(a.) Parallel lines synonymous correspond to each other by expressing the same sense in different but equivalent terms, as in the following examples, which are only two of the many given by Lowth:
"O-Jehovah, in-thy-strength the-king shall-rejoice; And-in-thy- salvation how greatly shall-he-exult! The-desire of-his-heart thou- hast-granted unto-him; And-the-request of-his-lips thou-hast-not denied" (Ps 21:1-2).
"For the-moth shall-consume-them like-a-garment: And-the-worm shall-eat-them like wool: But-my-righteousness shall-endure for- ever; And-my-salvation to-the-age of-ages" (Isa 51:7-8).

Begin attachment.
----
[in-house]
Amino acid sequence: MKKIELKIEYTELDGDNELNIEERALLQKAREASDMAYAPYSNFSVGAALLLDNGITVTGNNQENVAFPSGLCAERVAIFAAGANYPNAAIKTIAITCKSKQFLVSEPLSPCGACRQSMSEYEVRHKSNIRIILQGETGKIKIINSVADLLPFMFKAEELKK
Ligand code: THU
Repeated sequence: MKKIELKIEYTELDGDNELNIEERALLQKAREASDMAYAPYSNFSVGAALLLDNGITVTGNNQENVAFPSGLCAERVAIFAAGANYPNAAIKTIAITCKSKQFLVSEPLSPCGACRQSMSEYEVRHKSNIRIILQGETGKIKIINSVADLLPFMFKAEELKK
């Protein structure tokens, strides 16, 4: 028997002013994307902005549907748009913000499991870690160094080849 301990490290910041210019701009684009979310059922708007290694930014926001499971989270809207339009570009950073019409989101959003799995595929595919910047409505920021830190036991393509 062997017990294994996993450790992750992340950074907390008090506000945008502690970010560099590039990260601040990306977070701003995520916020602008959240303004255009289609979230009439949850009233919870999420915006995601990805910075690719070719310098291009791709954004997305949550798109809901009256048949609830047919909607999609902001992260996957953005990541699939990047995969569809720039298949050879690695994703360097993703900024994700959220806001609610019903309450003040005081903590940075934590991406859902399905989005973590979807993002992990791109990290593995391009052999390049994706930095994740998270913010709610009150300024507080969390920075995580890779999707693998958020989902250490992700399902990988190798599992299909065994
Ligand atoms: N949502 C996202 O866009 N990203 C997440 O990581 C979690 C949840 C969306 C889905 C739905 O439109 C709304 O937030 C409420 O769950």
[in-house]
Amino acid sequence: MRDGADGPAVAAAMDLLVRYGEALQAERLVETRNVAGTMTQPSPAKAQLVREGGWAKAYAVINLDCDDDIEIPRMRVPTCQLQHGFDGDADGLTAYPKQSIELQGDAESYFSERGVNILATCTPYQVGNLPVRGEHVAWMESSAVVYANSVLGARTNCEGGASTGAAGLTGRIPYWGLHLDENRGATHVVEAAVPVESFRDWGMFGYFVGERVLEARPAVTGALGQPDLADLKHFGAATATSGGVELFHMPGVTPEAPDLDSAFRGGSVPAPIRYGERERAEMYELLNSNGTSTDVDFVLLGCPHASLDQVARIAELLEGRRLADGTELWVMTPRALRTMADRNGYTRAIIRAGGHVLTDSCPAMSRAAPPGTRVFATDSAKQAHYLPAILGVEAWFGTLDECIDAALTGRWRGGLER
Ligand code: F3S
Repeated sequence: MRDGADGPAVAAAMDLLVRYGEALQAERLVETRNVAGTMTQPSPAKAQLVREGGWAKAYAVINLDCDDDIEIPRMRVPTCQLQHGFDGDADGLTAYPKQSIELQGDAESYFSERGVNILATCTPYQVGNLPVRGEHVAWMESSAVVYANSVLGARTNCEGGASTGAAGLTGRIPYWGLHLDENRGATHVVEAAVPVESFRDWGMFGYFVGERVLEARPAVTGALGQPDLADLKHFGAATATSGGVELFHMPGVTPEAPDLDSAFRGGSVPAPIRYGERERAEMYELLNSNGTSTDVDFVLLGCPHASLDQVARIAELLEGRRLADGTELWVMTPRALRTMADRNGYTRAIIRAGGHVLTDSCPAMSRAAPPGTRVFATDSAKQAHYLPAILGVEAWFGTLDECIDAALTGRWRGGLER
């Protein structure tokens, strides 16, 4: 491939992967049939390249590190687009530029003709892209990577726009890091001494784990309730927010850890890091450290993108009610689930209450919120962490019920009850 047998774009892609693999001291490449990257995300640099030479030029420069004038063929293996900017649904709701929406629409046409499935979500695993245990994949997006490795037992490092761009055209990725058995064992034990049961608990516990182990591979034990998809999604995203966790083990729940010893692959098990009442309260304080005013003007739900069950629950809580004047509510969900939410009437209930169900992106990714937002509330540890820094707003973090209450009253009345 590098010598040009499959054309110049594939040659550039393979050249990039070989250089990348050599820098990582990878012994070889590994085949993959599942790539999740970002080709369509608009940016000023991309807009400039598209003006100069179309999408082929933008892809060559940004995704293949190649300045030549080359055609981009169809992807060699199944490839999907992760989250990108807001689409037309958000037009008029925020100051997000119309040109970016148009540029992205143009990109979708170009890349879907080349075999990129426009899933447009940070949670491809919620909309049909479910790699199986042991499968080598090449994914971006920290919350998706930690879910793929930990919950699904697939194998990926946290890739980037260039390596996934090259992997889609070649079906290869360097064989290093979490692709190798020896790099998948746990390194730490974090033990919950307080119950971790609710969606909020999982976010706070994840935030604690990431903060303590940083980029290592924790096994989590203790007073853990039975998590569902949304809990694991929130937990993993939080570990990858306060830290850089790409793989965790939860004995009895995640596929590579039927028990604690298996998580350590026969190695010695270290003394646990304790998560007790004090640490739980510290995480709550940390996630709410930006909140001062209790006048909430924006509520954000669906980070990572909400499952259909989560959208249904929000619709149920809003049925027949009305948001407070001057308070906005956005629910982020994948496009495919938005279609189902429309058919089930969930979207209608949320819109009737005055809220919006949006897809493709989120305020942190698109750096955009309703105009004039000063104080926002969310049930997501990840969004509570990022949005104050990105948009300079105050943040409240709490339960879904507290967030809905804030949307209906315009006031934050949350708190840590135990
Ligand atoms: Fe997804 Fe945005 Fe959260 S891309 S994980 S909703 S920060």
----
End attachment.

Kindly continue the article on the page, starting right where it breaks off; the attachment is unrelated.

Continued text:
It will be observed from the examples which Lowth gives that the parallel lines sometimes consist of three or more synonymous terms, sometimes of two, sometimes only of one. Sometimes the lines consist each of a double member, or two propositions, as Ps 144:5-6; Isa 65:21-22. Parallels are formed also by a repetition of part of the first sentence (Ps 77:1,11,16; Isa 26:5-6; Ho 6:4); and sometimes a part has to be supplied from the former to complete the sentence (2Sa 22:41; Job 26:5; Isa 41:28). Parallel triplets occur in Job 3:4,6,9; Ps 112:10; Isa 9:20; Joe 3:13. Examples of parallels of four lines, in which two distiches form one stanza, are Ps 37:1-2; Isa 1:3; Isa 49:4; Am 1:2. In periods of five lines the odd line sometimes comes in between two distiches, as in Job 8:5-6; Isa 46:7; Ho 14:9; Joe 3:16; or after two distiches closes the stanza, as in Isa 44:26. Alternate parallelism in stanzas of four lines is found in Ps 103:11-12; Isa 30:16; but the most striking examples of the alternate quatrain are De 32:25,42, the first line forming a continuous sense with the third, and the second with the fourth (comp. Isa 34:6; Ge 49:6). In Isa 50:10 we find an alternate quatrain followed by a fifth line. To this first division of Lowth's Jebb objects that the name synonymous is inappropriate, for the second clause, with few exceptions, "diversifies the preceding clause, and generally so as to rise above it, forming a sort of climax in the sense." This peculiarity was recognized by Lowth himself in his 4th Proelection, where he says, "idem iterant, variant, augent," thus marking a cumulative force in this kind of parallelism. The same was observed by Apb. Newcome in his Preface to Ezekiel, where examples are given in which "the following clauses so diversify the preceding ones as to rise above them" (Isa 42:7; Isa 43:16; Ps 95:2; Ps 104:1). Jebb, in support of his own opinion, appeals to the passages quoted by Lowth (Ps 21:12; Ps 107:38; Isa 4:6,6), and suggests as a more appropriate name for parallelism of this kind, cognate parallelism (Sacr. Lit. p. 38).